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Once again, the Washington City Paper has loudly and clearly articulated its preference for being cute (or is it hip?) at the cost of professional and substantive journalism. Rather than analyze the extraordinary demographic shift occurring within D.C.’s Latino community that has radically changed the face of this city—and that promises to further impact the District’s political and economic landscape—the City Paper opted to comment on “cheesy” overtures made by candidates in the current electoral campaign. Even the article’s title—”¿Quien Es Más Macho?” (9/11)—demonstrates a blatant disregard for the Latino community—a community which, by the way, accounts for 12 percent of the city’s population, and which is one of the few groups that has actually grown in recent years rather than flee to the suburbs. Would you have entitled a similar article about another community “Whose Balls Are Bigger?”

Granted, the Ward 1 race could use a candidate who is not estrogen-challenged, but, fellows, this is 1998. Moreover, even the verbiage used to describe the music to which Todd Mosley danced prior to one of the debates showed that your reporter was more interested in sounding as though he’s with the scene than in actually writing what is factual. As the woman with whom Todd momentarily transformed the sidewalk into a dance floor, I’d like to give your reporters some free advice: If you don’t know the difference between a mariachi and flamenco, fine, but don’t make yourselves look like fools by definitively throwing around terms that all sound alike to you. I can assure you that neither mariachi music nor flamenco dancing were present that day, although I for one would support any campaign to require dancing prior to, during, and after debates in all political races.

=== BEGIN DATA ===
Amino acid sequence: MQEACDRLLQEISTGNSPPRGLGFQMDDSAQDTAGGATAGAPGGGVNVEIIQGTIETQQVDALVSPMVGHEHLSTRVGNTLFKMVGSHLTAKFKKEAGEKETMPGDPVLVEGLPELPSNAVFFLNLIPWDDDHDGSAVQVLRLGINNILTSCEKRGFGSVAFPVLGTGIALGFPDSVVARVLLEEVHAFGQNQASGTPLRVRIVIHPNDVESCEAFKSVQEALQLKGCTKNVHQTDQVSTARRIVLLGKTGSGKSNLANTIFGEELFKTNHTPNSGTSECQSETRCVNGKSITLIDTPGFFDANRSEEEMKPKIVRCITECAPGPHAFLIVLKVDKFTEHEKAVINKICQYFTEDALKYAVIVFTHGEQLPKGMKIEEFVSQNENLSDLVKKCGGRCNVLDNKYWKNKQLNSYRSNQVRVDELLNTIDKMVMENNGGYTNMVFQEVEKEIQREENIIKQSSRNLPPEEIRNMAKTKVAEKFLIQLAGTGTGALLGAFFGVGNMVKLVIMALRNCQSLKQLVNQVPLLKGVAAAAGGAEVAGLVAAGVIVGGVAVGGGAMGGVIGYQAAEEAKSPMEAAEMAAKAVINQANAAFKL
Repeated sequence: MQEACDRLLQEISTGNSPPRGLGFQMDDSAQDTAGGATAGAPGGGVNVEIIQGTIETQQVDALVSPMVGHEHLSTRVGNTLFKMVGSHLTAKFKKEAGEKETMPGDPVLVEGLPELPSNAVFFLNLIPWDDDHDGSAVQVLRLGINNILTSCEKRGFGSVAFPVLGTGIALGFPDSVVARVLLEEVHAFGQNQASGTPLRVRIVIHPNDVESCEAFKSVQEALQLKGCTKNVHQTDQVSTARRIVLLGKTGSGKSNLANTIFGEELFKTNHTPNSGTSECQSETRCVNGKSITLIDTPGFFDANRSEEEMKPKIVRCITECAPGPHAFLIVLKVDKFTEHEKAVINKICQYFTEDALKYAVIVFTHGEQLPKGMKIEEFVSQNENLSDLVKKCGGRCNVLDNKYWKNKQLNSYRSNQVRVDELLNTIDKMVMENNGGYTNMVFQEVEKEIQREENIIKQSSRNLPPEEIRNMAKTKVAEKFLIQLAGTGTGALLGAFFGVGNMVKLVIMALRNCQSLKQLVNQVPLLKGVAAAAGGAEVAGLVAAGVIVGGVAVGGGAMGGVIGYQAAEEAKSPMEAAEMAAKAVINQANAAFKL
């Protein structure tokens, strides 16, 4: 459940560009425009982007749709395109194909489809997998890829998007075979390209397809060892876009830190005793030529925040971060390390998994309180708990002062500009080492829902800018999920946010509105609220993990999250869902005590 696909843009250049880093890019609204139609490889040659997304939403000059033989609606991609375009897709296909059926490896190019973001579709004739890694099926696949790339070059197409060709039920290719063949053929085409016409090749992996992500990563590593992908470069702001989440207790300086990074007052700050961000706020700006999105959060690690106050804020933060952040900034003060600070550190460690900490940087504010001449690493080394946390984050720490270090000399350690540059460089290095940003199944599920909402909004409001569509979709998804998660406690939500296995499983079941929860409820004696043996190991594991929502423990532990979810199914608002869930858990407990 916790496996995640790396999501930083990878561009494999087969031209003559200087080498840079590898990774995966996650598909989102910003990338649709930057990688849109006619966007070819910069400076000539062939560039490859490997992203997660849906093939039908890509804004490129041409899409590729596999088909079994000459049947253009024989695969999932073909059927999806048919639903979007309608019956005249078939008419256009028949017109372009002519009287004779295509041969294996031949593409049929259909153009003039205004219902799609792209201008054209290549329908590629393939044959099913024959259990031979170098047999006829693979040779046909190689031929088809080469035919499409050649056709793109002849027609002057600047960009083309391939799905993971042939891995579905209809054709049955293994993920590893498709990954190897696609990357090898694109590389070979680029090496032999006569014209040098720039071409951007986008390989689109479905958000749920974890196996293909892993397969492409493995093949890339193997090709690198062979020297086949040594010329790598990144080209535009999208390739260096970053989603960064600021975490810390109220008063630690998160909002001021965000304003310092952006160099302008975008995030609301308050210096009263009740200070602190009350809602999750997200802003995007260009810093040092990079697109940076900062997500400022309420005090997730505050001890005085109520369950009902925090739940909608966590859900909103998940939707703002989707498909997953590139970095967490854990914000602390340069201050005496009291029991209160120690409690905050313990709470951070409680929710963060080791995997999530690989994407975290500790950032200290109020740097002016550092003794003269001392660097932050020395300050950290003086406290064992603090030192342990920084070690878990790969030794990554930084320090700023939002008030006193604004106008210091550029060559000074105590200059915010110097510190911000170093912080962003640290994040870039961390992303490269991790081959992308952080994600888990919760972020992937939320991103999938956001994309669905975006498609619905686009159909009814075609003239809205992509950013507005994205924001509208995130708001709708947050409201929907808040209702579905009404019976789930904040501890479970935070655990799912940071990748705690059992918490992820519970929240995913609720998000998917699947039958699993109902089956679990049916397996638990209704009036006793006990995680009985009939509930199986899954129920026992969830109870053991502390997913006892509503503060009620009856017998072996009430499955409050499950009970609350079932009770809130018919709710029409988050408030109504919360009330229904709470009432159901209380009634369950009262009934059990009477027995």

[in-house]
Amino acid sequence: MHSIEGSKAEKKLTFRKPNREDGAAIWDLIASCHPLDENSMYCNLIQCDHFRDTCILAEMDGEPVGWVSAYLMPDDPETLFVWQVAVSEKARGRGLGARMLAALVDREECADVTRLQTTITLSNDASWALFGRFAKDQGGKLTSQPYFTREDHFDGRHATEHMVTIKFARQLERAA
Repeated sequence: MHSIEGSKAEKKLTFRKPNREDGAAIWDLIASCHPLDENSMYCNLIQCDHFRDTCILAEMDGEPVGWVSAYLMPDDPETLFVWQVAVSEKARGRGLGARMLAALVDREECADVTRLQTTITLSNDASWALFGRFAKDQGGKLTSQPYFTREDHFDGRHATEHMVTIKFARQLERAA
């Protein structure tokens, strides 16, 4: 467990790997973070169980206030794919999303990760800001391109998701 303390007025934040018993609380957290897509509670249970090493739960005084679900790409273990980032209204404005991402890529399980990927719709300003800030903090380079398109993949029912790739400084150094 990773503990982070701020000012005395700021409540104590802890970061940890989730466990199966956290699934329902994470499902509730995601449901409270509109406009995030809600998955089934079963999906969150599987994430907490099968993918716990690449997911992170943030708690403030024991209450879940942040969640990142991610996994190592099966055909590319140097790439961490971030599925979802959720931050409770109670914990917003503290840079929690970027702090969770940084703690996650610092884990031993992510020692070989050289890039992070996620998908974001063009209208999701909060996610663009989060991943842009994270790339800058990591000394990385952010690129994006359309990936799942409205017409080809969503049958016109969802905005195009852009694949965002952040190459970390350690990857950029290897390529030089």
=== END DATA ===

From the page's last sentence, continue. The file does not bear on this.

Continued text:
One final word of wisdom that the City Paper may consider: Just because a person is Latino doesn’t mean that Spanish is his or her primary language—and just because a person can say “Yo soy un candidato” does not bestow Latinhood upon them. Ernesto Clavijo, the Univision reporter who was quoted in the article as saying that society is not black and white anymore, is right on the money. The City Paper has a journalistic responsibility to treat all of us who live here, all of our communities, as dynamic and as complex as we are, and not settle for one-dimensional hipness.

Adams Morgan

via the Internet